Oct 192010

Until relatively recently, Mexican authorities have staunchly resisted the introduction of GM corn into the country. Significant improvements in Mexico’s wheat and corn yields have been achieved in the past by long-term programs of selective breeding, such as that which was later dubbed the “Green Revolution“.

In 2009, however, Mexico’s Agriculture and Environment Secretariats approved a project financed by transnational seed firm Monsanto involving 30 hectares of  experimental plots in Sonora, Sinaloa and Tamaulipas planted with transgenic corn. Mexico still does not yet permit the commercialization of genetically-modified corn, but Monsanto has indicated publicly that it hopes that current rules will be relaxed as early as 2011. According to Monsanto, the new seed could boost annual corn production in Mexico by between 6 and 7 million tons, roughly the amount lost each year to disease and pests.

The Monsanto project was been widely condemned by environmental groups. A widely-published article earlier this month by journalist Mica Rosenberg offered an overview of how transgenic (GM) corn is clearly on its way into Mexican mainstream agriculture:

The article is disappointingly superficial in many respects, but does provide a useful starting point for discussions about the relative merits of allowing (or not) commercial imports of transgenic corn seed into Mexico.

As we write in Geo-Mexico, Mexican farmers are well aware of the importance of maintaining genetic diversity:

Mexican farmers share concerns about the on-going loss of genetic diversity, especially in native crops. For example, if all corn farmers planted imported hybrid corn seeds, native diversity would quickly be lost. In Tlaxcala, where about 90% of the corn is grown on non-irrigated land and where two-thirds of farmers grow corn only for their own use, local varieties have been selectively bred by farmers not only for their yields but also because of their color, taste, resistance to pests and ability to withstand strong winds or short-term droughts. Such characteristics are not necessarily important to commercial seed producers.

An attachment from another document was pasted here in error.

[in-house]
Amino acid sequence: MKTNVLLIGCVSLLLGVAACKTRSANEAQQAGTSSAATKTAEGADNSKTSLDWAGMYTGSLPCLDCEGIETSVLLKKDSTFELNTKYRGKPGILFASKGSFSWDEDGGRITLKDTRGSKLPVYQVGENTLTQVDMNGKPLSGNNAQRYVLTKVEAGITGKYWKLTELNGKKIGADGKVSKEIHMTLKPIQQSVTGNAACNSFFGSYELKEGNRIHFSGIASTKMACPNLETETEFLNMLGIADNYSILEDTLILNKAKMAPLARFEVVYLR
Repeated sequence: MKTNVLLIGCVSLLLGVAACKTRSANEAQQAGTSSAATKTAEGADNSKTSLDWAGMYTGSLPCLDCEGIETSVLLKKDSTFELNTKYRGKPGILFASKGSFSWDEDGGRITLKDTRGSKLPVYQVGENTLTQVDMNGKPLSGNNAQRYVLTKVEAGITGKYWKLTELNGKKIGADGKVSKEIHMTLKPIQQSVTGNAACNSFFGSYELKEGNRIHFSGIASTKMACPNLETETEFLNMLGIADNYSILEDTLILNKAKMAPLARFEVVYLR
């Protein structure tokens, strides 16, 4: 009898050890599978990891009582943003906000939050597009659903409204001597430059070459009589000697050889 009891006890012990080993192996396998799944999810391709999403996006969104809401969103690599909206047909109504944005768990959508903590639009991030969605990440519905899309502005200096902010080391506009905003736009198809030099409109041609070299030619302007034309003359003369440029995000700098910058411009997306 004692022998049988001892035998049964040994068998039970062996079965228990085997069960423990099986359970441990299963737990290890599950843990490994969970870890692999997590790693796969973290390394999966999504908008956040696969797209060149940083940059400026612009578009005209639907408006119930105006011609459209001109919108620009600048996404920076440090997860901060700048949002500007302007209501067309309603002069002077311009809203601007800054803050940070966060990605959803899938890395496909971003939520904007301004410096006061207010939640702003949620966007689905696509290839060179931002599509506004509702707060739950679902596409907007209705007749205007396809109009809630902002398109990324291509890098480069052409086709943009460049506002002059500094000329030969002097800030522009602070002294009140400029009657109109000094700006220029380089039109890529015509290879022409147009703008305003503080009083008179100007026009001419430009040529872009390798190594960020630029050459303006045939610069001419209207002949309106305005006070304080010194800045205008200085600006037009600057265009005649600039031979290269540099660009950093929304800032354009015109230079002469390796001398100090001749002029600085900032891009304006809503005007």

Events in other countries often have unexpected consequences in Mexico. For example, the price of Mexico’s corn imports from the USA has increased sharply as a result of the high subsidies offered in that country for corn-based biofuel and bio-additives. The rising import price of corn led to an increase in the price of tortillas which adversely affected the poorest sectors of Mexican society.

Furthermore, as we wrote in an earlier post, the Mexican government has shown its support for a major project aimed at ensuring that the genetic diversity of corn is preserved for future generations:

Is the introduction of GM corn into Mexico a good idea? Proponents argue that it will lead to higher yields and reduce losses from pests and diseases. In their view, commercial planting of GM corn in Mexico is inevitable and will help Mexico “catch up” with Brazil and Argentina, where GM crops are already being grown. Opponents argue that it will inevitably reduce the genetic diversity of corn, meaning that corn will have less resilience in future to unexpected (and unpredicted) changes (climate, pests, soil conditions, etc). They also argue that GM corn will make corn growers even more dependent on commercial seed producers.

Greenpeace protest against GM corn

Greenpeace protest against GM corn

At least two studies since 2001 have already found transgenic DNA in fields of native Mexican corn. The first, published in Nature in 2001, reported findings from the state of Oaxaca. One oft-expressed fear is that Monsanto’s fierce protection of its GM corn will lead to the company seeking damages from local farmers who are found to have any GM corn mixed into the native corn growing in their fields, even if this is the result of accidental contamination from neighboring fields where GM crops are being legally cultivated.

Mexico’s agriculture is analyzed in chapter 15 of Geo-Mexico: the geography and dynamics of modern Mexico. and concepts of sustainability are explored in chapters 19 and 30.  Buy your copy today, so you have this handy reference guide to all aspects of Mexico’s geography available whenever you need it.

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